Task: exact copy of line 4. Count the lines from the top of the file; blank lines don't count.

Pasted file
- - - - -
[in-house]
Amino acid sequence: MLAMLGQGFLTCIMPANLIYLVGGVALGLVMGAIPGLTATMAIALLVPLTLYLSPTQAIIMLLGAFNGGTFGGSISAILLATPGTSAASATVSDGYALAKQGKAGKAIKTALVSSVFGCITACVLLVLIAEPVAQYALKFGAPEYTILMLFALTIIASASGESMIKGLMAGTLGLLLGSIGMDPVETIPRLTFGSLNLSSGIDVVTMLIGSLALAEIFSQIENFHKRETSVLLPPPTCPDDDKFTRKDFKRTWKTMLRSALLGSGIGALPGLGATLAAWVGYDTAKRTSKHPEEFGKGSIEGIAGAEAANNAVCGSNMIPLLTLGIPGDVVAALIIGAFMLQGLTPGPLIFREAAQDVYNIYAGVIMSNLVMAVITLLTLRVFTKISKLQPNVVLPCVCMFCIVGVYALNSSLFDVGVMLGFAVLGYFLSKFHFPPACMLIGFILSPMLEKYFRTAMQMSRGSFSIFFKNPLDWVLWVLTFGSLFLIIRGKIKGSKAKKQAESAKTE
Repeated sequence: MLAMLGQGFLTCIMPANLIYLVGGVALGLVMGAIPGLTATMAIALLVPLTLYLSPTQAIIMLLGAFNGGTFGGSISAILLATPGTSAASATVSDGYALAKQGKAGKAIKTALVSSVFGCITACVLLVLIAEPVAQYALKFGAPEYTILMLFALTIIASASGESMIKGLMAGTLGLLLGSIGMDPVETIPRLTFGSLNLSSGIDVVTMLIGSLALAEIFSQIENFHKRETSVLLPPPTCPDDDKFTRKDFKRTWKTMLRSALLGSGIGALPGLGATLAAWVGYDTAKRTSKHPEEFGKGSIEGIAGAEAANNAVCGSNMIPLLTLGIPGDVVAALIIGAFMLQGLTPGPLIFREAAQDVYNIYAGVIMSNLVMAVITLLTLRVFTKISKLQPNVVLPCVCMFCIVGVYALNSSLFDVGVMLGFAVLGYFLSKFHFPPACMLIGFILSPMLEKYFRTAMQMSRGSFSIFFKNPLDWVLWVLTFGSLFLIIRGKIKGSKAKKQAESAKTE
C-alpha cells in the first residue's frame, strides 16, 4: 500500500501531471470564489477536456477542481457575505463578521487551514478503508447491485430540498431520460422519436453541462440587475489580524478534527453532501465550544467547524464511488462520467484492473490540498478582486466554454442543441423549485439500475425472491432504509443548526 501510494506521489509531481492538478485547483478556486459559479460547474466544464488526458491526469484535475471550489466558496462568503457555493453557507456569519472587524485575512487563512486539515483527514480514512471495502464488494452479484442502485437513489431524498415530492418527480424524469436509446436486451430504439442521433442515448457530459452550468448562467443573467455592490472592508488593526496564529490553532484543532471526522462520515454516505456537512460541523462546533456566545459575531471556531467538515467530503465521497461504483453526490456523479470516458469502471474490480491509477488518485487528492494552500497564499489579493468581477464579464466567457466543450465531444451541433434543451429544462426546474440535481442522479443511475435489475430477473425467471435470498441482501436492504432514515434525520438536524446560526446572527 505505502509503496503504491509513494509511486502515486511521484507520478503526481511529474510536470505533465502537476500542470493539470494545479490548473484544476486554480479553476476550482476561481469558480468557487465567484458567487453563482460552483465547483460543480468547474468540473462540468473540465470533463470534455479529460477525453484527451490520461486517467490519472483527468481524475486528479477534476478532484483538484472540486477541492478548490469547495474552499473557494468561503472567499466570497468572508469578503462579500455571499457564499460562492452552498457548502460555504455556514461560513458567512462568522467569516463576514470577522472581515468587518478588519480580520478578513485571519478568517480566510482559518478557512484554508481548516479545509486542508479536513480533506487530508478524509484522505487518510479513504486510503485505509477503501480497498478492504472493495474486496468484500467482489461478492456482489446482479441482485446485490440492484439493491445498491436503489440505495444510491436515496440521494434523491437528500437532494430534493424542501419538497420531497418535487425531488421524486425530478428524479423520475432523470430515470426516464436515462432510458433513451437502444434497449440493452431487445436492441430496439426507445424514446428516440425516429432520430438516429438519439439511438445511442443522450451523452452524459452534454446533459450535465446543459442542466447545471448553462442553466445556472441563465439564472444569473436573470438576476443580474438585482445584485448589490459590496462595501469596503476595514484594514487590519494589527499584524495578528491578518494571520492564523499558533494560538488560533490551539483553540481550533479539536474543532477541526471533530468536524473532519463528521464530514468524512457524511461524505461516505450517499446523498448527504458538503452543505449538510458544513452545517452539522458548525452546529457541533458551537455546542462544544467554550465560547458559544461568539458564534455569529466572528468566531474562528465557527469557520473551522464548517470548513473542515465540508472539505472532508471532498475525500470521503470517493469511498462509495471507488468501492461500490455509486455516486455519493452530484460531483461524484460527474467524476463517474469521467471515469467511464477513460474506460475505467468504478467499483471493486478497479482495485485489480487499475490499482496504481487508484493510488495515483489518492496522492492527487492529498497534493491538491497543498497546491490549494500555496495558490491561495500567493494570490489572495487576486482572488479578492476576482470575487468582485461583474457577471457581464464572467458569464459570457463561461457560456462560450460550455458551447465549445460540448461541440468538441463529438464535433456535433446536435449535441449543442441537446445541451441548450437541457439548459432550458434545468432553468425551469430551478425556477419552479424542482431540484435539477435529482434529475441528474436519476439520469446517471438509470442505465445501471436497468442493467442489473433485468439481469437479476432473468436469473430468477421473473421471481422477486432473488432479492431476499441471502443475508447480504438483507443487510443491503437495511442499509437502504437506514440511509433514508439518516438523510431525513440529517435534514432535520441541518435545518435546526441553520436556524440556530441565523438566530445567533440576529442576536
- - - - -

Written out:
C-alpha cells in the first residue's frame, strides 16, 4: 500500500501531471470564489477536456477542481457575505463578521487551514478503508447491485430540498431520460422519436453541462440587475489580524478534527453532501465550544467547524464511488462520467484492473490540498478582486466554454442543441423549485439500475425472491432504509443548526 501510494506521489509531481492538478485547483478556486459559479460547474466544464488526458491526469484535475471550489466558496462568503457555493453557507456569519472587524485575512487563512486539515483527514480514512471495502464488494452479484442502485437513489431524498415530492418527480424524469436509446436486451430504439442521433442515448457530459452550468448562467443573467455592490472592508488593526496564529490553532484543532471526522462520515454516505456537512460541523462546533456566545459575531471556531467538515467530503465521497461504483453526490456523479470516458469502471474490480491509477488518485487528492494552500497564499489579493468581477464579464466567457466543450465531444451541433434543451429544462426546474440535481442522479443511475435489475430477473425467471435470498441482501436492504432514515434525520438536524446560526446572527 505505502509503496503504491509513494509511486502515486511521484507520478503526481511529474510536470505533465502537476500542470493539470494545479490548473484544476486554480479553476476550482476561481469558480468557487465567484458567487453563482460552483465547483460543480468547474468540473462540468473540465470533463470534455479529460477525453484527451490520461486517467490519472483527468481524475486528479477534476478532484483538484472540486477541492478548490469547495474552499473557494468561503472567499466570497468572508469578503462579500455571499457564499460562492452552498457548502460555504455556514461560513458567512462568522467569516463576514470577522472581515468587518478588519480580520478578513485571519478568517480566510482559518478557512484554508481548516479545509486542508479536513480533506487530508478524509484522505487518510479513504486510503485505509477503501480497498478492504472493495474486496468484500467482489461478492456482489446482479441482485446485490440492484439493491445498491436503489440505495444510491436515496440521494434523491437528500437532494430534493424542501419538497420531497418535487425531488421524486425530478428524479423520475432523470430515470426516464436515462432510458433513451437502444434497449440493452431487445436492441430496439426507445424514446428516440425516429432520430438516429438519439439511438445511442443522450451523452452524459452534454446533459450535465446543459442542466447545471448553462442553466445556472441563465439564472444569473436573470438576476443580474438585482445584485448589490459590496462595501469596503476595514484594514487590519494589527499584524495578528491578518494571520492564523499558533494560538488560533490551539483553540481550533479539536474543532477541526471533530468536524473532519463528521464530514468524512457524511461524505461516505450517499446523498448527504458538503452543505449538510458544513452545517452539522458548525452546529457541533458551537455546542462544544467554550465560547458559544461568539458564534455569529466572528468566531474562528465557527469557520473551522464548517470548513473542515465540508472539505472532508471532498475525500470521503470517493469511498462509495471507488468501492461500490455509486455516486455519493452530484460531483461524484460527474467524476463517474469521467471515469467511464477513460474506460475505467468504478467499483471493486478497479482495485485489480487499475490499482496504481487508484493510488495515483489518492496522492492527487492529498497534493491538491497543498497546491490549494500555496495558490491561495500567493494570490489572495487576486482572488479578492476576482470575487468582485461583474457577471457581464464572467458569464459570457463561461457560456462560450460550455458551447465549445460540448461541440468538441463529438464535433456535433446536435449535441449543442441537446445541451441548450437541457439548459432550458434545468432553468425551469430551478425556477419552479424542482431540484435539477435529482434529475441528474436519476439520469446517471438509470442505465445501471436497468442493467442489473433485468439481469437479476432473468436469473430468477421473473421471481422477486432473488432479492431476499441471502443475508447480504438483507443487510443491503437495511442499509437502504437506514440511509433514508439518516438523510431525513440529517435534514432535520441541518435545518435546526441553520436556524440556530441565523438566530445567533440576529442576536